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Saturday, May 10, 2014

How to Traumatize Your Children: 7 Proven Methods to Help You Screw Up Your Kids Deliberately and with Skill

I managed to do this just fine without a book, and it doesn't mention one of my favorite techniques of hiding in the closet until they're almost asleep then jumping out, screaming.  In spite of this weakness, I'll definitely pass this along to my kids so that my grandkids are well screwed up, too.



Grotesque Vintage Wonder Woman Scissors


Via Geeks Are Sexy - you can get a pair of those on eBay.

Friday, May 9, 2014

Jonah Goldberg on SCOTUS Public Prayer decision: empathizing should be left to local communities, not the Supreme Court.

Go read the whole thing at NRO - excerpts below:

The notion that something can simultaneously be wrong and constitutional really seems to bother a lot of people. Consider the Supreme Court’s recent decision on public prayer.

In Greece v. Galloway the court ruled, 5–4, that the little town of Greece, N.Y., could have predominantly Christian clergy deliver prayers at the beginning of city-council meetings.

As a constitutional matter, the majority’s decision seems like a no-brainer to me... the Constitution is not a “living” document (i.e. changing with the whims of whatever elite currently controls the judiciary) but an enduring one (its meaning is largely fixed until it is duly amended), (and) that pretty much settles the debate for me. If you want to ban public displays of religiosity, even by public servants, you should amend the Constitution, not appoint more liberal justices who will simply impose their preferences on it.

But don’t tell that to members of the Cult of the Living Constitution, who believe that if something is wrong it has to be unconstitutional. For instance, the Washington Post’s E. J. Dionne penned an op-ed called “The Supreme Court Fails the Empathy Test” in which he argues that the Greece city council should have been more inclusive. It’s not nice to make atheists, Jews, Muslims, and other minority faiths and non-faiths feel unwelcome.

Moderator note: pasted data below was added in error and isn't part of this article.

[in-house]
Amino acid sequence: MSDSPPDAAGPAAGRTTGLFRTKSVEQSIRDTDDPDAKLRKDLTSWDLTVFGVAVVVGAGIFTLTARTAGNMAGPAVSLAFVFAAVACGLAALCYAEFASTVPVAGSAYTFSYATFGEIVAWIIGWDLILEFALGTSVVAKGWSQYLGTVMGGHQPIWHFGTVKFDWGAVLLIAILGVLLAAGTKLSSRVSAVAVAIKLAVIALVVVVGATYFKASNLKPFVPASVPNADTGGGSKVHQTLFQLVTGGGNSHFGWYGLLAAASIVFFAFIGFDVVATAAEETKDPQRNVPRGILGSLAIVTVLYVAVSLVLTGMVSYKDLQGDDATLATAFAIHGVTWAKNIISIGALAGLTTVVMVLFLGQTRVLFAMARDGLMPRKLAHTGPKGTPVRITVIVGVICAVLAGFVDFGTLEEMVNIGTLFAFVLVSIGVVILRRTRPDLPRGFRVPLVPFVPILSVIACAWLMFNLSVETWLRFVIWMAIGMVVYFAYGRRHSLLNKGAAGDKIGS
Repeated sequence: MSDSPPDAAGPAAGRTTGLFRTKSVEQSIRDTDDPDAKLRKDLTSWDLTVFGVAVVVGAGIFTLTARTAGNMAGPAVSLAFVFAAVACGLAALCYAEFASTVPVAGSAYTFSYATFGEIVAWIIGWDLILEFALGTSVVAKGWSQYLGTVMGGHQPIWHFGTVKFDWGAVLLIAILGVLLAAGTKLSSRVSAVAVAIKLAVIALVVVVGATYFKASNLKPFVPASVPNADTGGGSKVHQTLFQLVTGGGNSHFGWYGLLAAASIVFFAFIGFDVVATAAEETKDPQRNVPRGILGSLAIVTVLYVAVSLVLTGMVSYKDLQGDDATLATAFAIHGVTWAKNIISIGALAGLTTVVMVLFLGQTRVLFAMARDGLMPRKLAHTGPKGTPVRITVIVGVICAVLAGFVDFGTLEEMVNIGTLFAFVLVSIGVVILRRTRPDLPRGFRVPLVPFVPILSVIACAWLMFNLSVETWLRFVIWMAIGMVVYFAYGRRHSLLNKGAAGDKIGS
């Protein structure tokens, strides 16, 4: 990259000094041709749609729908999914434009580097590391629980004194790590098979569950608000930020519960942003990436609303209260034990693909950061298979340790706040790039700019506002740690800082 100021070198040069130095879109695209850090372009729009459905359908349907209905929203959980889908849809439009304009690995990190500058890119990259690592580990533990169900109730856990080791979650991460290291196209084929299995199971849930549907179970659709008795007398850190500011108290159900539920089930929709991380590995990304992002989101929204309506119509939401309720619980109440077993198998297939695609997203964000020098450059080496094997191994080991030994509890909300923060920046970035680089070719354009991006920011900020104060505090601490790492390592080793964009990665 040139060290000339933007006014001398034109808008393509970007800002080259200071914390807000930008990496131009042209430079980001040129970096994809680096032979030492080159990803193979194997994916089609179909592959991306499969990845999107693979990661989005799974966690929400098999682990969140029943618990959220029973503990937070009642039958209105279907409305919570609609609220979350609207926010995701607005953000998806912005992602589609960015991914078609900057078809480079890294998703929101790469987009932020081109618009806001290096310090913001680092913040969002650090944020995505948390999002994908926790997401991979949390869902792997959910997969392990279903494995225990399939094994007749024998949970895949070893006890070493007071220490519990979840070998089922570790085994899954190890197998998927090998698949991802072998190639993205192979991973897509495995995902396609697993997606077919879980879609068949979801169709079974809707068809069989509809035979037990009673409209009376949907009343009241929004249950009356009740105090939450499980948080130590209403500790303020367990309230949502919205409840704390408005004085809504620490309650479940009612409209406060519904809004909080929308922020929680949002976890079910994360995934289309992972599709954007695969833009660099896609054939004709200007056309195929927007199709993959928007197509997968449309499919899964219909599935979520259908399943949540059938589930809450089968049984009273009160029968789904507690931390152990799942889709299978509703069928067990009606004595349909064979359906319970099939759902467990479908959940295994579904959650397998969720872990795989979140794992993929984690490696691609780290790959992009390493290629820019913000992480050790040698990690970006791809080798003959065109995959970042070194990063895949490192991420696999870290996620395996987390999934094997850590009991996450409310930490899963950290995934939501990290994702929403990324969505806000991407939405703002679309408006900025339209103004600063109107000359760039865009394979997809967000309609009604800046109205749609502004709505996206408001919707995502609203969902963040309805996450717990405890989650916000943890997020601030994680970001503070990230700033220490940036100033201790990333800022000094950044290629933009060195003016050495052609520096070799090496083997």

The problem is that the Supreme Court wasn’t set up to pass an “empathy test.” Now here’s the hitch. Dionne and others have a point. Local governments and civic organizations generally shouldn’t exclude people of different faiths. But whining to Washington and asking the Supreme Court to fill the empathy deficit at the local level is not the answer.

Friday links

Roundup of Mother's Day links: good and bad animal and human moms, top sci-fi moms, history, videos and science.

When nature attacks! Pulp horror covers from the 1970s & ‘80s. Related, these vintage movie posters.

Man Used Cell Phone Jammer For 2 Years During Commute To Prevent Fellow Motorists' Cell Phone Use.

This will make you smile: Loyal Dog Of The Zombie Apocalypse Just Wants to Find His Boy.

This Marsupial Has Marathon Sex Until It Goes Blind and Drops Dead.

Gallery: Lava Meets Surf.

ICYMI, Thursday's links are here, and include how dolphins sleep without drowning, inventing the Chilean Sea Bass, re-enacting Amazon reviews, and China's army of trained monkeys.

Roundup of Mother's Day links

15 Brutally Honest Mother’s Day Cards From Kids.

Grandmothers gave humans longer lifespans.

Notes on the History of Mother's Day: 5 Things Worth Knowing.

For your wino mom or wife on Mother's Day: FlaskScarf

Anna Jarvis invented Mother’s Day, then spent the rest of her life fighting against it.

If you have a mother (and/or are one) you should watch this video.

The 8 Best Mothers In The Animal Kingdom, and the 5 worst.

Top 10 Mothers in Science Fiction and Fantasy.

A Biologist's Mother's Day Song: Slightly more than half of everything I am is thanks to you.

6 Unforgettable Movie Mothers and the Real Moms They Depicted.

Don't get along with your mom? This might help:

Thursday, May 8, 2014

If you have a mother (and/or are one) you should watch this video

From a group in Singapore, this is a couple of years old but I'd never seen it. It may seem a little confusing at first, but keep watching and it'll make sense after a while.  You may need a box of tissues handy.



Don't get along with your mom?  This might help:


There's a Communicate With Dad version, as well:

Thursday links

Since they have to come to the surface regularly for oxygen, how do dolphins sleep without drowning?